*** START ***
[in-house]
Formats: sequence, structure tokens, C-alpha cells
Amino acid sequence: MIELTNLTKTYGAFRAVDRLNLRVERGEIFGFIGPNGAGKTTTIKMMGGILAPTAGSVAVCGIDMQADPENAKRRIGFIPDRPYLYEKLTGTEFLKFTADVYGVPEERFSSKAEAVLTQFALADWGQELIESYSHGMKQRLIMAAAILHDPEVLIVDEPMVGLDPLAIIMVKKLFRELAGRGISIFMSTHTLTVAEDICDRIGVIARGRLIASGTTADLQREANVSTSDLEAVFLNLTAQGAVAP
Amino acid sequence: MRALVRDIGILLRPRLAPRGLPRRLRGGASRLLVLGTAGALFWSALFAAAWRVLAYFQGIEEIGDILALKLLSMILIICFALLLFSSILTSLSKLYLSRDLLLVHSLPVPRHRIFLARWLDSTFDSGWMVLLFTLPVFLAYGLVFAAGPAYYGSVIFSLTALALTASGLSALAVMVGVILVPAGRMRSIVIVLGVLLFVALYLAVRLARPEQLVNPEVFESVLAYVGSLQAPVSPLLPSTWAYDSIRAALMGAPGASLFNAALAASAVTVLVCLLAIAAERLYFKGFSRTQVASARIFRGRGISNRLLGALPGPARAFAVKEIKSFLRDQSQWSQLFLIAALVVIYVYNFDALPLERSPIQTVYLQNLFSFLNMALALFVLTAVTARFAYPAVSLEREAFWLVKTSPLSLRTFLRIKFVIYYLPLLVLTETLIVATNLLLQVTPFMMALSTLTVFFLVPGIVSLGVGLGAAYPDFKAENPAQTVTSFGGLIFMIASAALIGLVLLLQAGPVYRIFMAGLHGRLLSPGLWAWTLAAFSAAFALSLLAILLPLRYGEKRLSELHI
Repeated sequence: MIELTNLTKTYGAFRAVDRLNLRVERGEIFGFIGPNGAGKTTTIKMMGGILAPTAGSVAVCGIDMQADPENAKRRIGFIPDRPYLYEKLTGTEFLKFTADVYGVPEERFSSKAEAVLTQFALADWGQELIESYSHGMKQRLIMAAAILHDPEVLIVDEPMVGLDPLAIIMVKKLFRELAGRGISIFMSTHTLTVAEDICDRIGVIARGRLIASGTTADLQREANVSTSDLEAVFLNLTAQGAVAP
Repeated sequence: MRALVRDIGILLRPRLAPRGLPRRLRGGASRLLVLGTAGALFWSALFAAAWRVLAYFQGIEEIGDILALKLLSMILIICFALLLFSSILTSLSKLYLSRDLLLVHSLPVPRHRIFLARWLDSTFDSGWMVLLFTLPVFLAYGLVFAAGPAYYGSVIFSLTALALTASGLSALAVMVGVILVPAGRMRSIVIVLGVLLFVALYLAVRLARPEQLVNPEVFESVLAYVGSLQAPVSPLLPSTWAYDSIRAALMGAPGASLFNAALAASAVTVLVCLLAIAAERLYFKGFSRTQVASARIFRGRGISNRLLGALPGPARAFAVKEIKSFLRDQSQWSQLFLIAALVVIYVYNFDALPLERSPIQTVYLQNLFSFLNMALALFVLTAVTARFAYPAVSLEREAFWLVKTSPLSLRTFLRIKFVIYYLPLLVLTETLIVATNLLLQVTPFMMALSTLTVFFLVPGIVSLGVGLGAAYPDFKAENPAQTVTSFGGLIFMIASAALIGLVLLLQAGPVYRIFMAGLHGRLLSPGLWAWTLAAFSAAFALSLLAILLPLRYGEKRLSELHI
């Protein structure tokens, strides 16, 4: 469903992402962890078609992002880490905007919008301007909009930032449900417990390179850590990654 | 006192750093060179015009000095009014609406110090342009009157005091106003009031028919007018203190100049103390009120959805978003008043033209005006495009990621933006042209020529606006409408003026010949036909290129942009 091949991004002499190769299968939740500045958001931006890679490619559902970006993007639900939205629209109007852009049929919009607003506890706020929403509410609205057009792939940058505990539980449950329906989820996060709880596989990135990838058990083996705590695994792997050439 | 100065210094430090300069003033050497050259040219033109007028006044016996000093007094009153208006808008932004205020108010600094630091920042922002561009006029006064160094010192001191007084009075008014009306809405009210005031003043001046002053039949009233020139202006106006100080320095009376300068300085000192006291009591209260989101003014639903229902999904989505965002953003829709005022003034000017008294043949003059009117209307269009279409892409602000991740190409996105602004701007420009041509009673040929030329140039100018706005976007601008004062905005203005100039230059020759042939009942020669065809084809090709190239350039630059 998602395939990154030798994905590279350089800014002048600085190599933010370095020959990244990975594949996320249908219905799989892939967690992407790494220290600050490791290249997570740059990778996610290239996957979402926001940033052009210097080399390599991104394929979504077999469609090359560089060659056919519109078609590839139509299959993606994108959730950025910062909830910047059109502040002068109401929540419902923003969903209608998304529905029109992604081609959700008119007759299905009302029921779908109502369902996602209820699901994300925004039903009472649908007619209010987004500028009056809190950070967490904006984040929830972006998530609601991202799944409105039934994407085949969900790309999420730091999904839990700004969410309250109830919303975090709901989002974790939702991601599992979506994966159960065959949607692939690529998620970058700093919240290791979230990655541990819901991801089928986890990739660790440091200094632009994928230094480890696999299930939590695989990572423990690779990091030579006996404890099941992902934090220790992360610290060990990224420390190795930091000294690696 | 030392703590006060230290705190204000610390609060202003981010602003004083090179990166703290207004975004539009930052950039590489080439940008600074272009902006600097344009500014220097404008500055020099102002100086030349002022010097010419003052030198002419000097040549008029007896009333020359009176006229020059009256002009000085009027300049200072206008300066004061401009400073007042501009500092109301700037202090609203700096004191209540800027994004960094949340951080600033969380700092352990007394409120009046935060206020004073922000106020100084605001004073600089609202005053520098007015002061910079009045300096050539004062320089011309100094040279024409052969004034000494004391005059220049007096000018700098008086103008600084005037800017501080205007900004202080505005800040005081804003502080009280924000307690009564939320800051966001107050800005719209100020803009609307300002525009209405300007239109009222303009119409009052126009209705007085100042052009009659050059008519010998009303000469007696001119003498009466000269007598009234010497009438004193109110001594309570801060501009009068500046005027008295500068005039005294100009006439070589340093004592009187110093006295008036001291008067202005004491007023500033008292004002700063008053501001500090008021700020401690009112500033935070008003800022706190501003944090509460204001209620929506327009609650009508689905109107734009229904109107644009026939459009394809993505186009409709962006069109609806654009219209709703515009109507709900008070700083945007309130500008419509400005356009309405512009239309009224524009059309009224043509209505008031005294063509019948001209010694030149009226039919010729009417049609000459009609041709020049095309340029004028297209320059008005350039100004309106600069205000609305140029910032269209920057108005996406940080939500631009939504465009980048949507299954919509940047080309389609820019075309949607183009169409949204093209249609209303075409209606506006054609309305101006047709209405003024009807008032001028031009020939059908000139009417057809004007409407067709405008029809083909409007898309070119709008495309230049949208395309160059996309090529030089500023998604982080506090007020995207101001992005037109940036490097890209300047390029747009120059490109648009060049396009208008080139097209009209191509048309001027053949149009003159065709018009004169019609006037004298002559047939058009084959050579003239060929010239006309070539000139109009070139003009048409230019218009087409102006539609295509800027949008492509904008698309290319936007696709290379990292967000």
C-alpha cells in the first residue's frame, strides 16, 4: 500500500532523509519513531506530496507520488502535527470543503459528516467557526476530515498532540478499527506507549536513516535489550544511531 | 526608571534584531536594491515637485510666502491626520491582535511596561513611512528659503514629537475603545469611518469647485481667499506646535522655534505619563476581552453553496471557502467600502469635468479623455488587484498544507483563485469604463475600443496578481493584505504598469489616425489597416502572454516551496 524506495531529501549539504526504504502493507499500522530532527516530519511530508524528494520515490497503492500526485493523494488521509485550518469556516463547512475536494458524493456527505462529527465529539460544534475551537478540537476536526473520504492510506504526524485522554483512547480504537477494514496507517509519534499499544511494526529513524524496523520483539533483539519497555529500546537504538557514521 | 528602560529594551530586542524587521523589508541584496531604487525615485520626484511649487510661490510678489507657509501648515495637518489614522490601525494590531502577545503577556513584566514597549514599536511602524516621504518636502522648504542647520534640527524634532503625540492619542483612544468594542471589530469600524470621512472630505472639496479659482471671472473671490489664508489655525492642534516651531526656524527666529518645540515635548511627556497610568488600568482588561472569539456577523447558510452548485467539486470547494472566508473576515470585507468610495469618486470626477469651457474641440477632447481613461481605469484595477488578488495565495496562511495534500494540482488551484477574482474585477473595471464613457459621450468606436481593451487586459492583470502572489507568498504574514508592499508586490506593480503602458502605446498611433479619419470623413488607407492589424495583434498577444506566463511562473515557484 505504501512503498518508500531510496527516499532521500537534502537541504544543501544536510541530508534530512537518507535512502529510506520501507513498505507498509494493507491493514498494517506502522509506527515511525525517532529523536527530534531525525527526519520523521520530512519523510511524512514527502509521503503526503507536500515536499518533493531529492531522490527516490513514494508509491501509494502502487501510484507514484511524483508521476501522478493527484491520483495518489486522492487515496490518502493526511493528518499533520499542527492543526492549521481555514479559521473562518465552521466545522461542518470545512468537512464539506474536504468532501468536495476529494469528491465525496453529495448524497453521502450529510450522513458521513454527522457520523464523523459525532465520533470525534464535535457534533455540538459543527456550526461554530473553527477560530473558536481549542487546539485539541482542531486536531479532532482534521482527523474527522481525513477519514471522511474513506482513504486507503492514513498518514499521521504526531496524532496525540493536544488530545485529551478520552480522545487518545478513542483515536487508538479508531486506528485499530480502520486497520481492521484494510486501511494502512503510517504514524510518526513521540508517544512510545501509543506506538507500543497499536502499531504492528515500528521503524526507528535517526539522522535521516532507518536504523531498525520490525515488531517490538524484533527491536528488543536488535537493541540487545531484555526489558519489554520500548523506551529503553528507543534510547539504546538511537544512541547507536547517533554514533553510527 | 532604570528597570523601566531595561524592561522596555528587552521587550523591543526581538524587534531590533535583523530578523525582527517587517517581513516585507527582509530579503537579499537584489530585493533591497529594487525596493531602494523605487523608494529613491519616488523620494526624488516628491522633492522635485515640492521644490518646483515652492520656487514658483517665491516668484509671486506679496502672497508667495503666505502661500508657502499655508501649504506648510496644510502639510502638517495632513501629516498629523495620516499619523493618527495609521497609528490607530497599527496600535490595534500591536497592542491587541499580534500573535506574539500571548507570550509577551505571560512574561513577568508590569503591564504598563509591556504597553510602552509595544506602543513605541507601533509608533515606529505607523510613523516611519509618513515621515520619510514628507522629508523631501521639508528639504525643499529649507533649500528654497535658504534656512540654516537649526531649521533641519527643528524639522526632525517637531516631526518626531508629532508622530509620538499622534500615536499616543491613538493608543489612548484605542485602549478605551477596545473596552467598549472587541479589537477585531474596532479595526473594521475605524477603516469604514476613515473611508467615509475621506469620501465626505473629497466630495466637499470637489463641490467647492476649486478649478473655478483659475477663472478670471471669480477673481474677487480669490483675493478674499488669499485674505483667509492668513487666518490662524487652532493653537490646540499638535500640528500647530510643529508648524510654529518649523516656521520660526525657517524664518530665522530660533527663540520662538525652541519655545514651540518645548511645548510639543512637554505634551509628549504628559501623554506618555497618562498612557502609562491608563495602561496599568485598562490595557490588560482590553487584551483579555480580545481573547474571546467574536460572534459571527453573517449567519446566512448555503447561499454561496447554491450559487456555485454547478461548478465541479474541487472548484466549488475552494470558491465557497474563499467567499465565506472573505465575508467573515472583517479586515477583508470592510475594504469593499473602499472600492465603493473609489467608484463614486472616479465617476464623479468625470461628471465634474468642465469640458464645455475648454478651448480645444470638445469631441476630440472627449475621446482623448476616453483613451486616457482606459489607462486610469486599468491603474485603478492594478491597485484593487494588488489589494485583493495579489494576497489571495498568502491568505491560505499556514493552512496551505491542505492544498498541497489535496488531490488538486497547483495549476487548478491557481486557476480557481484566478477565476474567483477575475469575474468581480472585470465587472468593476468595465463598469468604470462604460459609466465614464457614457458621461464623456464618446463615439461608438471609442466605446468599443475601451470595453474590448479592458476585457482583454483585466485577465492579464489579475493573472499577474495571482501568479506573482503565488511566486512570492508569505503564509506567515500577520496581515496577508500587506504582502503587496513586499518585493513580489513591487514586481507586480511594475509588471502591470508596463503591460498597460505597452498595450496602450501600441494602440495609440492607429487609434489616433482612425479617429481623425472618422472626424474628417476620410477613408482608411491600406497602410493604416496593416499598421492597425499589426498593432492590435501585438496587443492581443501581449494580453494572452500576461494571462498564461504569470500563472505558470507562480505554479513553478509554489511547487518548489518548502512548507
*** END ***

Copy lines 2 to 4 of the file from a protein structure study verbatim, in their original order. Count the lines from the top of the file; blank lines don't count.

Formats: sequence, structure tokens, C-alpha cells
Amino acid sequence: MIELTNLTKTYGAFRAVDRLNLRVERGEIFGFIGPNGAGKTTTIKMMGGILAPTAGSVAVCGIDMQADPENAKRRIGFIPDRPYLYEKLTGTEFLKFTADVYGVPEERFSSKAEAVLTQFALADWGQELIESYSHGMKQRLIMAAAILHDPEVLIVDEPMVGLDPLAIIMVKKLFRELAGRGISIFMSTHTLTVAEDICDRIGVIARGRLIASGTTADLQREANVSTSDLEAVFLNLTAQGAVAP
Amino acid sequence: MRALVRDIGILLRPRLAPRGLPRRLRGGASRLLVLGTAGALFWSALFAAAWRVLAYFQGIEEIGDILALKLLSMILIICFALLLFSSILTSLSKLYLSRDLLLVHSLPVPRHRIFLARWLDSTFDSGWMVLLFTLPVFLAYGLVFAAGPAYYGSVIFSLTALALTASGLSALAVMVGVILVPAGRMRSIVIVLGVLLFVALYLAVRLARPEQLVNPEVFESVLAYVGSLQAPVSPLLPSTWAYDSIRAALMGAPGASLFNAALAASAVTVLVCLLAIAAERLYFKGFSRTQVASARIFRGRGISNRLLGALPGPARAFAVKEIKSFLRDQSQWSQLFLIAALVVIYVYNFDALPLERSPIQTVYLQNLFSFLNMALALFVLTAVTARFAYPAVSLEREAFWLVKTSPLSLRTFLRIKFVIYYLPLLVLTETLIVATNLLLQVTPFMMALSTLTVFFLVPGIVSLGVGLGAAYPDFKAENPAQTVTSFGGLIFMIASAALIGLVLLLQAGPVYRIFMAGLHGRLLSPGLWAWTLAAFSAAFALSLLAILLPLRYGEKRLSELHI